After the work with DiskWarrior, I rebooted and the problem was still there.
I then decided I had no option but to reinstall the system. I figured that it had to be some damaged system file somewhere. I booted from my system disc and did an “Archive and Install” installation, with the option to preserve user and network settings.
It was, of course, a rather time-consuming activity, especially since a number of things need to be rebuilt/reinstalled after such a procedure (Adobe files need to be transferred from the archived library to the new one, some software using system extensions needs to be reinstalled, etc.). But to my relief, after the system installation, I saw that the problem was gone. Mail was able to attach files pretty much instantly. (Sometimes there was a lag of a couple of seconds after dropping the file, but this has been occurring with all versions of Mail 2.0 on my machine since the very first Tiger build. I submitted a bug report about it to Apple, but they never responded. I have always suspected that it might have to do with my less than optimal Internet connection.)
And Media Rage launched properly after a few bounces in the Dock. So I thought all was well. I finished rebuilding my user environment and went back to work. Then a short while later I tried attaching a file to an e-mail and… the same problem was back! I tried launching Media Rage, and sure enough, it took forever again.
At this stage I was getting quite frustrated. Then I had to leave my machine for a while, and when I came back and tried to attach a file in Mail, things worked normally again. But Media Rage was still taking forever to launch properly.
So I switched to another user environment and tried launching Media Rage there. There was no preference file for Media Rage in that environment, so I got the generic startup screen, and then it asked for my serial number. But otherwise it was running OK, launching in a couple of seconds, as it should!
I switched back to my regular user environment, and trashed the preference file for Media Rage. Sure enough, the application launched properly, with the startup screen and the dialog asking for the serial number. I reentered the serial number. (I guess I should have tried this much earlier, but since I assumed that the Mail problem and the Media Rage were related, I didn’t bother to try this as long as the Mail problem was still occurring.)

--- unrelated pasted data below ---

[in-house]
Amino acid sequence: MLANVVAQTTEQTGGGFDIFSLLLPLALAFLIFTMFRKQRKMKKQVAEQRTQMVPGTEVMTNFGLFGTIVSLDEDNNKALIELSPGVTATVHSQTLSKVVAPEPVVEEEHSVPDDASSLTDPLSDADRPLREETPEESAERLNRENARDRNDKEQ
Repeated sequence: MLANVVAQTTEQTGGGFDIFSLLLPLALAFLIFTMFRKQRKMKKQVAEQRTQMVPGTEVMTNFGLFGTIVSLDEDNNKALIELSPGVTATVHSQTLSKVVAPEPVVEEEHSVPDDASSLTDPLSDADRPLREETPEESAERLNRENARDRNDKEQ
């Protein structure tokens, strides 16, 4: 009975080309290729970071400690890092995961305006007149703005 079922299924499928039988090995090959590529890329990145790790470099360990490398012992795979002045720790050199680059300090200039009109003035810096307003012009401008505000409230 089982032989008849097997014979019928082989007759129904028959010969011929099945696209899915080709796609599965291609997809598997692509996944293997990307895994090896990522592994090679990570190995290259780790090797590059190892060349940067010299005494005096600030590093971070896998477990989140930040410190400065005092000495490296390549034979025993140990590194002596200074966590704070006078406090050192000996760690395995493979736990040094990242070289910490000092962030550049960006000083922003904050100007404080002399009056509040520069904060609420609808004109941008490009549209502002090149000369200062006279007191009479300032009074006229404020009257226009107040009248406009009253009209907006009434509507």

And everything has been working just fine ever since!
I have had to reboot my machine a few times because of various other software installations, and things are still working as expected, with drag-and-drop attaching working properly in Mail and Media Rage launching promptly.
So essentially I have no idea what happened, and I have no idea what to do to prevent it from happening again. It’s not exactly a very satisfying troubleshooting experience, but the bottom-line is that things are working fine now.
I really do not know what the causes of these problems might have been. I really do not see any connection between file attaching in Mail and Media Rage. I know that Media Rage is an application developed in AppleScript Studio, and I am not sure I have any other applications that were also developed in that environment, but I don’t know if that has anything to do with anything.
I have always felt that Mail 2.0 (Tiger’s version) was somewhat flaky, for a variety of reasons, including the fact that, sometimes, it does take a few seconds for the attaching process to complete. But whether this is in any way related to the problem at hand, I do not know. Since I can no longer reproduce it, there’s not much I can do about it or with it. I know (from being part of the AppleSeed project for Mac OS X) how to take a “sample” of a frozen application using the Feedback Tools utility, so I can do that the next time it happens—if there is a next time. But since I have no idea how to read such “samples” and interpret them, I am not sure this would be of much help. And I don’t suspect that submitting a bug report with the “sample” via Bug Reporter would bring a response before the next decade.
I guess all I can do is hope that the problem never occurs again! It’s not exactly the most reassuring thing, but short of completely wiping out my startup volume and rebuilding everything from scratch, I do not see what other options I would have.